Right to Food

a Project on Economic, Social and Cultural Rights of the Geneva Academy of International Humanitarian Law and Human Rights ADH.

Linked on our blogs with the website Geneva Academy of International Humanitarian Law and Human Rights ADH, with Global cereal supply and demand update, with Training on ESC Rights,  and with Jean Ziegler – Switzerland.

The right to food is a human right. It protects the right of all human beings to live in dignity, free from hunger, food insecurity and malnutrition. The right to food is not about charity, but about ensuring that all people have the capacity to feed themselves in dignity … (What is the right to food? 1/2).

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What is the right to food? 2/2:  … The right to food is protected under international human rights and humanitarian law and the correlative state obligations are equally well-established under international law.

The right to food is recognized in the Universal Declaration on Human Rights and the International Covenant on Economic, Social and Cultural Rights ICESCR, as well as a plethora of other instruments. Noteworthy is also the recognition of the right to food in numerous national constitutions.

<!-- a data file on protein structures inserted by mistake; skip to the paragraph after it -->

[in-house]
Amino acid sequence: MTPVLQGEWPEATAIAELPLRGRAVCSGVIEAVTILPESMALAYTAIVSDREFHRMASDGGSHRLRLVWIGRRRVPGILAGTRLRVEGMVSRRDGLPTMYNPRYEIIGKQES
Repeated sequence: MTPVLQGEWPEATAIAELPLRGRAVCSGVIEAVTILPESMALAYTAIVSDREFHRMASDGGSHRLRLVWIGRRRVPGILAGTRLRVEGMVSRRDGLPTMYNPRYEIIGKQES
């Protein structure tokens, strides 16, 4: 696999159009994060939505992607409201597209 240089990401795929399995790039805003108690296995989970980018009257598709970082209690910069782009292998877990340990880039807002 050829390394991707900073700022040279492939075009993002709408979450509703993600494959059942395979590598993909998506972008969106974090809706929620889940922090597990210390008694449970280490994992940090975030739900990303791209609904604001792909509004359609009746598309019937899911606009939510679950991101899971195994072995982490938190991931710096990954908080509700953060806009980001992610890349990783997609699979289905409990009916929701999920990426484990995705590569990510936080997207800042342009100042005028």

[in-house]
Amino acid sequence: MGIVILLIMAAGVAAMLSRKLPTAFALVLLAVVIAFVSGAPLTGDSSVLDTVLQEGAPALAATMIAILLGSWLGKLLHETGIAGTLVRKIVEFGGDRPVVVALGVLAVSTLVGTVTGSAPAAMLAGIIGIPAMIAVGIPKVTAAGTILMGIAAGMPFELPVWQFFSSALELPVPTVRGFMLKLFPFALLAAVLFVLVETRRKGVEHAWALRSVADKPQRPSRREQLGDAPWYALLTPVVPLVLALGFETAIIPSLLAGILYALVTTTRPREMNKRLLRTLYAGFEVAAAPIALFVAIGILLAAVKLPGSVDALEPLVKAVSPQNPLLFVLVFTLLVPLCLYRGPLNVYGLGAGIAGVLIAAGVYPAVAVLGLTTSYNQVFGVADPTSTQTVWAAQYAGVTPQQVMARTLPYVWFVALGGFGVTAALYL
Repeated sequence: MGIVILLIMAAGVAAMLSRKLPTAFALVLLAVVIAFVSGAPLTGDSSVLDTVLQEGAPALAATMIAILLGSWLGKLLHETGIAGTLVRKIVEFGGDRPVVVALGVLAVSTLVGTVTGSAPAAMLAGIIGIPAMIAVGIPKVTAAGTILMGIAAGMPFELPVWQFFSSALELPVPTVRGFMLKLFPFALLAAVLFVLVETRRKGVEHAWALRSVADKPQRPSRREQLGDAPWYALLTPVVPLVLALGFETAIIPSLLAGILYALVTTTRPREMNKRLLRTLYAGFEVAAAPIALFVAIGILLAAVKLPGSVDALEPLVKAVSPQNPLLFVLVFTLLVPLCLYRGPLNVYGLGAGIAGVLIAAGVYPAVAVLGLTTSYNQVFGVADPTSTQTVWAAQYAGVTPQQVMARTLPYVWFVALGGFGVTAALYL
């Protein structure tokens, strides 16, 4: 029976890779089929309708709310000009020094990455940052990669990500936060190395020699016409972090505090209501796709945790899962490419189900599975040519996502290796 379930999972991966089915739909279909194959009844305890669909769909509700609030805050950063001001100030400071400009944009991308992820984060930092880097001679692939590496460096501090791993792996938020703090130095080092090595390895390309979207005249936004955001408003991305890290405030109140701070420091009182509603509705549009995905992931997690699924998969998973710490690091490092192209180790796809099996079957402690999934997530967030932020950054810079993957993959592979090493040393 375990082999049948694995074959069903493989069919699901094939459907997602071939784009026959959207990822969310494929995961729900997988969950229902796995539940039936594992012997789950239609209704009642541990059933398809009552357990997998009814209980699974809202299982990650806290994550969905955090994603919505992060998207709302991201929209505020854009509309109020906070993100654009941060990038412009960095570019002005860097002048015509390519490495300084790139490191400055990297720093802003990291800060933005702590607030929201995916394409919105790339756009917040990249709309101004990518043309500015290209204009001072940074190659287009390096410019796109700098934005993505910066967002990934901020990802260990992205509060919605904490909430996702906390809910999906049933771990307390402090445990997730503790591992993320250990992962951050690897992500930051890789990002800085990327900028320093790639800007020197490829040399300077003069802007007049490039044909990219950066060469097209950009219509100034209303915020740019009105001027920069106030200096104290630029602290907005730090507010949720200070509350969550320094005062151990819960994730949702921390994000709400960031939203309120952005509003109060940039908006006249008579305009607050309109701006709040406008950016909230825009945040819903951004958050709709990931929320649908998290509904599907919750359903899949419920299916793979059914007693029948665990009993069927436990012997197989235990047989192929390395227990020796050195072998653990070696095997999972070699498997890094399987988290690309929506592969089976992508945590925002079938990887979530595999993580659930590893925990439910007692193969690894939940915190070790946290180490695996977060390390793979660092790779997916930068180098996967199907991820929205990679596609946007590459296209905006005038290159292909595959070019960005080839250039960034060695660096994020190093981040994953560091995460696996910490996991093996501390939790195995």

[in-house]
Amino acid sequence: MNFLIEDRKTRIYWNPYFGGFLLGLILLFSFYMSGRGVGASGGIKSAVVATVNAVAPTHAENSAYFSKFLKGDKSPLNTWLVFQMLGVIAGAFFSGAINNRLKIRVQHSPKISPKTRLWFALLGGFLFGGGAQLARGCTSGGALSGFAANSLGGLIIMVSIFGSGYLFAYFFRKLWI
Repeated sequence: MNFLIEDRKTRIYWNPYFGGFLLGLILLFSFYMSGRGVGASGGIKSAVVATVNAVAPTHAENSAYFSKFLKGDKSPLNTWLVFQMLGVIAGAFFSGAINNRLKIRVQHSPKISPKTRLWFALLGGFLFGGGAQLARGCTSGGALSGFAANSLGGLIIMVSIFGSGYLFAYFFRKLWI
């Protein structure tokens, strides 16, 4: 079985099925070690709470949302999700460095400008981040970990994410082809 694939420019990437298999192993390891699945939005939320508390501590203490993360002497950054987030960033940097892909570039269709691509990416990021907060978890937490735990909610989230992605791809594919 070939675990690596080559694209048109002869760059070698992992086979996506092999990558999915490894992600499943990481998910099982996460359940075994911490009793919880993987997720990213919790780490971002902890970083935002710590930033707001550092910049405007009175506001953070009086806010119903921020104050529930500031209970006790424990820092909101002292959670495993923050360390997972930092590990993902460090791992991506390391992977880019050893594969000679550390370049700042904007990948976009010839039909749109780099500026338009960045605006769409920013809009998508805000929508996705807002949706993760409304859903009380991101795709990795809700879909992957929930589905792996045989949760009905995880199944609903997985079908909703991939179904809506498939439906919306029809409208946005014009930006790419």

As authoritatively defined by the Committee on Economic, Social and Cultural Rights (Committee on ESCR) in its General Comment 12.

“the right to adequate food is realized when every man, woman and child, alone and in community with others, has physical and economic access at all times to adequate food or means for its procurement” (General Comment 12, 1999, para 6).

Inspired by the above definition, the Special Rapporteur has concluded that the right to food entails:

“the right to have regular, permanent and unrestricted access, either directly or by means of financial purchases, to quantitatively and qualitatively adequate and sufficient food corresponding to the cultural traditions of the people to which the consumer belongs, and which ensures a physical and mental, individual and collective, fulfilling and dignified life free of fear.” (Publications /A/HRC/7/5 /para 17.

It is generally accepted that the right to food implies three types of state obligations – the obligation to respect, protect and to fulfil. These types of obligations were defined in General Comment 12 by the Committee on ESCR and endorsed by states, when the FAO Council adopted the Right to Food Guidelines (Voluntary Guidelines) in November 2004.

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